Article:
I've written about two favorites in this first post. These shows are, I suppose, stereotypically female-centric, but if you want to go ahead and debate, I'll debate. I think both men and women have been able to enjoy both over the years. Especially the first.
"Buffy the Vampire Slayer" (1997-2003)
"Buffy" appeals to me because it's Joss Whedon writing strong televised fiction about a woman who has been chosen to do a job, a job that only a woman can be chosen to do, and she does it...well. "Buffy" is a kind of show that doesn't exist anymore, and it's sort of like the fundamental antithesis of "Dollhouse," because it gives its characters that one thing that "Dollhouse" simply cannot: agency. While so much of it, especially those earlier episodes, may be steeped in the villain-of-the-week formula, "Buffy" is still a show whose characters act clearly and consistently on their agendas. Even when the characters change in the most drastic, unexpected ways, it's never truly unexpected, because they never change merely to convenience the plot; They only change because, well, there just never was any other way--Willow was always going to become an ambitious, uber-witch, and Riley was always going to leave, and Faith was always going to get pushed off that rooftop. Buffy was always going to sleep with Spike. You can look back, you can find those roots. That first time Spike puts his hand on Buffy's back in Fool for Love, how they fought before that--there's even that line that's echoed again much later--You're beneath me. From beneath you, it devours, we remember the First. Well, this is kind of how Buffy works. Its characters mature and become jaded and hard, sad creatures, but none of it is ever sudden. It's always been there, lurking in its many forms, cold beneath the surface, waiting to come up and to hurt and feed and kill again like it was always meant to do.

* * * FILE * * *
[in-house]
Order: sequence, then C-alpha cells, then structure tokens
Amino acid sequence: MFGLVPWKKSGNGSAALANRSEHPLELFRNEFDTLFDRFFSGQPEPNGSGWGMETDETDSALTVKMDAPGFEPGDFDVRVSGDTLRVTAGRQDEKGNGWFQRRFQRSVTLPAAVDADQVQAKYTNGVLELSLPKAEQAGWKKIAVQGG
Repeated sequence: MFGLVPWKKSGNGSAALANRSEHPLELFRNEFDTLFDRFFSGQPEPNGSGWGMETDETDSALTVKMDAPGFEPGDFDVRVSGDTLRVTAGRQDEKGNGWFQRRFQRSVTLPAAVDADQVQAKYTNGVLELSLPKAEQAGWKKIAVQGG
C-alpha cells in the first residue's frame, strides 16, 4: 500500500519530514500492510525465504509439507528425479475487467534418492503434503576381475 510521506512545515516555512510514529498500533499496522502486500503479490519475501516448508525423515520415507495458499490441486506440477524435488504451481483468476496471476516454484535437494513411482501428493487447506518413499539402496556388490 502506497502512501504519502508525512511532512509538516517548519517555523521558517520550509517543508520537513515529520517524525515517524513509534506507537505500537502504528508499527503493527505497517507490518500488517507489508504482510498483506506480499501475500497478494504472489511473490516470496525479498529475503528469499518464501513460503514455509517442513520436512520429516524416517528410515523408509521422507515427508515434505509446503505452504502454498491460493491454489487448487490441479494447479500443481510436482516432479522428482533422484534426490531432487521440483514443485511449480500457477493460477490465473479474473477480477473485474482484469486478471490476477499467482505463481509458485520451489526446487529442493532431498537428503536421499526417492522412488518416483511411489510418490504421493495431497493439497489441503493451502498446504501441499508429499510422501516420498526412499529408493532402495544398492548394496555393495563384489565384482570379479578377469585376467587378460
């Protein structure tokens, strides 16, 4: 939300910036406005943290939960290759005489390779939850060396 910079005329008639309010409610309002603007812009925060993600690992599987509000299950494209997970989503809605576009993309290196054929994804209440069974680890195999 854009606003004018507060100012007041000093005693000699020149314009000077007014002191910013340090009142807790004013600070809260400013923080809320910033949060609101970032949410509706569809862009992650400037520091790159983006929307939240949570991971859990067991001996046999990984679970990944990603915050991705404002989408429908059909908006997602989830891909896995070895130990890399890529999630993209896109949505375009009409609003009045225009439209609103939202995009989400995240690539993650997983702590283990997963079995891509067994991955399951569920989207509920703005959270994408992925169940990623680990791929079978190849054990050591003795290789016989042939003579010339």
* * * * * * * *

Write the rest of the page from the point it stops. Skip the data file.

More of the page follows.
Top Season(s): 2, 5 -- Season two is my truest love, mainly because of the way that it handles the crisis of the teenage girl--sex, boys, first love, passion and limits and bodily disorientation. Season five, I think, has a vast and well-developed arc. It is the tightest of all the seasons, in terms of vision, and Glory is, perhaps, my favorite of all the Big Bads.
Top Episodes: Surprise/Innocence (2.13/2.14), The Body (5.16), Passion (2.17), Conversations with Dead People (7.7), End of Days (7.21), Restless (4.22), The Zeppo (4.13), I Only Have Eyes for You (2.19), Graduation Day Pt. 2 (3.22), Becoming Pt. 1 & 2 (2.21/2.22), Amends (3.10), Hush (4.10), Once More, With Feeling (6.7)